Dealing With Verbal Abuse in Your Marriage

Dealing With Verbal Abuse in Your Marriage

Your spouse constantly yells at you and calls you names. They criticize and humiliate you. They are controlling and can even be manipulative. 

 

These are all signs of verbal abuse. You may think this type of communication is common in relationships, but it should not be. Verbal abuse tends to occur gradually and over time, it can actually be as harmful as physical abuse. 

 

It can be a frustrating situation because at the same time, your spouse may seem very loving. However, the way they talk to you can damage your self-esteem. 

 

Verbal abuse does not leave any physical marks, so you may think verbal abuse is not too bad—at least your spouse is not hitting you. But one day, the verbal abuse may turn into physical abuse, and you could end up injured or even killed. It has happened to many people. 

 

Stop dealing with your spouse’s verbal abuse. Here are some tips for identifying it as well as some things you can do to remedy the situation.

 

Examples of Verbal Abuse

 

Verbal abuse is a violence type of speech that may include criticizing or insulting another person. Some examples include:

 

  • Name calling. Name calling can be blatant or passive aggressive in nature. Sometimes names and insults are disguised as pet names. For example, “you’re too dumb to understand, sweetheart.” Or “No wonder my family thinks you’re a jerk.”
  • Humiliation. Your spouse may embarrass you, then accuse you of being overly sensitive. They may also claim that it was a joke and that you have no sense of humor.
  • Frequent yelling or screaming. Effective arguing means being calm. If your spouse always has to raise their voice and scream at you, then it is verbal abuse. 
  • Constant blame. Your spouse may always start arguments, but blame you for starting them. They then try to make you feel guilty and act like they are the victim.
  • They hit the wall, pound their fists, or throw things. When verbal abuse escalates into physical forms of anger, things can get scary. 
  • They get into your personal space. If your spouse tries to block you or prevent you from moving away, they are going beyond verbal abuse and acting in a controlling manner.
  • Manipulation. This is common toward the end of a marriage after you have threatened divorce. Your spouse may use persistent and threatening words to make you feel uncomfortable. If your spouse doesn’t want a divorce, they will say whatever they think they want you to hear to manipulate you. They want to keep you in the marriage, so they will try to make you comply with their desires.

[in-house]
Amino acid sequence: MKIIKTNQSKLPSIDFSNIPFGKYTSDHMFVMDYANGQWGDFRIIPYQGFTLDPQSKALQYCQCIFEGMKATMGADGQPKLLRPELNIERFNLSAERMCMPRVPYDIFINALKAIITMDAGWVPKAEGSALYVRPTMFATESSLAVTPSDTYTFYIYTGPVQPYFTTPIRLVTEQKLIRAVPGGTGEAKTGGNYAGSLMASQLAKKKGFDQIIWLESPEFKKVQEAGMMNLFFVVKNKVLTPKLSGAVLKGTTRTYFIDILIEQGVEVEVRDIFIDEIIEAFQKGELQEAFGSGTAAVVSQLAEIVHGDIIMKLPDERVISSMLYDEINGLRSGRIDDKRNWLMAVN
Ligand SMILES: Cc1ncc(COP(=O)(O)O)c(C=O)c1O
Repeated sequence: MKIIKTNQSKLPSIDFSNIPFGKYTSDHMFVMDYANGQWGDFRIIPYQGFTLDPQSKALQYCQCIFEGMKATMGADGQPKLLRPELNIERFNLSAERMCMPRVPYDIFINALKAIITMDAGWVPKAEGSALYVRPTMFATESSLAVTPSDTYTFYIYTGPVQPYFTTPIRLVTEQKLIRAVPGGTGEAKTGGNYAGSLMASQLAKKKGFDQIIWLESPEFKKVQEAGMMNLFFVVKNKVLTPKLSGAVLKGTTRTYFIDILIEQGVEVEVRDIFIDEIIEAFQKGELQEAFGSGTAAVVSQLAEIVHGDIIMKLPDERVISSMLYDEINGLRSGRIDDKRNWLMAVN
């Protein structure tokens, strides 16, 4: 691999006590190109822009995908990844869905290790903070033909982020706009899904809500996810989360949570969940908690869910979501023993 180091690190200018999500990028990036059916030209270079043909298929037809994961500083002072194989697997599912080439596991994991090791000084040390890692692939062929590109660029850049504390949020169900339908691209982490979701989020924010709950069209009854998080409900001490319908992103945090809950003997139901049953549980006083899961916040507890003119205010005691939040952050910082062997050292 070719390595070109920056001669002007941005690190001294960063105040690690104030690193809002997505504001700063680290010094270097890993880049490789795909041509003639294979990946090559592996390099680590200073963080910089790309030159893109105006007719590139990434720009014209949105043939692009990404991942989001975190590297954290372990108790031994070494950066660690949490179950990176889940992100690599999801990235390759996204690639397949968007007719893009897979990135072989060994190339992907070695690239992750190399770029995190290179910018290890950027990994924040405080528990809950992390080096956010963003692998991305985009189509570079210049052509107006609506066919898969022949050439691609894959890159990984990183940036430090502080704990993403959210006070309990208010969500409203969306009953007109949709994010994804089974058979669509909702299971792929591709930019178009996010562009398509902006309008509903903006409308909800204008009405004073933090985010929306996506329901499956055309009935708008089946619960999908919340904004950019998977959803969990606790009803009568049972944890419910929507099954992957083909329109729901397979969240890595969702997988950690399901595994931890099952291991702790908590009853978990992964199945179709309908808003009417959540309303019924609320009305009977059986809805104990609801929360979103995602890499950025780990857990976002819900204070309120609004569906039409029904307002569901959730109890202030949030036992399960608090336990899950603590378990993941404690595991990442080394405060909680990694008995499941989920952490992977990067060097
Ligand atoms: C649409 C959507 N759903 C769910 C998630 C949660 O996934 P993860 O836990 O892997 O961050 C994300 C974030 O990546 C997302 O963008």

• They want credit for not having hit you. If your spouse brags that they did not hit you, get out of the marriage quickly because one day, they may very well physically abuse you.

Are You a Victim?

 

Are you a victim of verbal abuse? Here are some signs:

 

  • You have low self-esteem. You blame yourself for everything bad that happens in the marriage. You try so hard to keep the peace that you drive yourself crazy.
  • You feel different. You do not feel like the same person you used to be. You may not stand up for yourself anymore because you fear upsetting your spouse. 
  • You are walking on eggshells. If the verbal abuse is severe, you feel like your safety is at risk. If you are afraid to say anything at all to your partner, it is time to re-evaluate your relationship. That is not a way to live in a marriage and the next step could very well be physical abuse.

 

How to Handle Verbal Abuse

 

If you are a victim of verbal abuse, you need to figure out how to handle it. Here are some tips to follow:

 

  • Seek counseling. It is best to go together as a couple, but go alone if you have to.
  • Get support from friends and loved ones. You should be able to discuss your situation with a good support network.
  • Communicate with your spouse. Let them know how hurtful their words are and be prepared to set boundaries to let them know you will not continue being a victim of the abuse any longer.
  • Do not engage in conflict. If your spouse becomes angry, stay calm and walk away. Do not yell back or give any sort of reaction.
  • Do not ignore your feelings. As the saying goes, trust your gut. If something does not feel right, then do something about it. Do not stay in your marriage if you feel uncomfortable.
  • Leave the marriage if your spouse is not making an effort. If the verbal abuse continues after communicating your feelings, do not feel as though you should stay. Take the proper steps to leave the home and hire a divorce lawyer. Ideally, you should find a lawyer who specializes in domestic violence, as some people turn to physical abuse once their spouse leaves them.
  • Do not blame yourself. Your spouse’s behavior and actions are not your fault. Do not feel as though you should be to blame. 

 

Seek Legal Help

Unlike physical abuse, verbal abuse can be tough to recognize. You may not know you are a victim until you reach a certain point. By then, it may be too late to repair your broken marriage.

If verbal abuse has taken its toll on your marriage, you need help. Broward County divorce attorney Scott J. Stadler can guide you through the divorce process. To schedule a consultation, fill out the online form or call (954) 398-5712.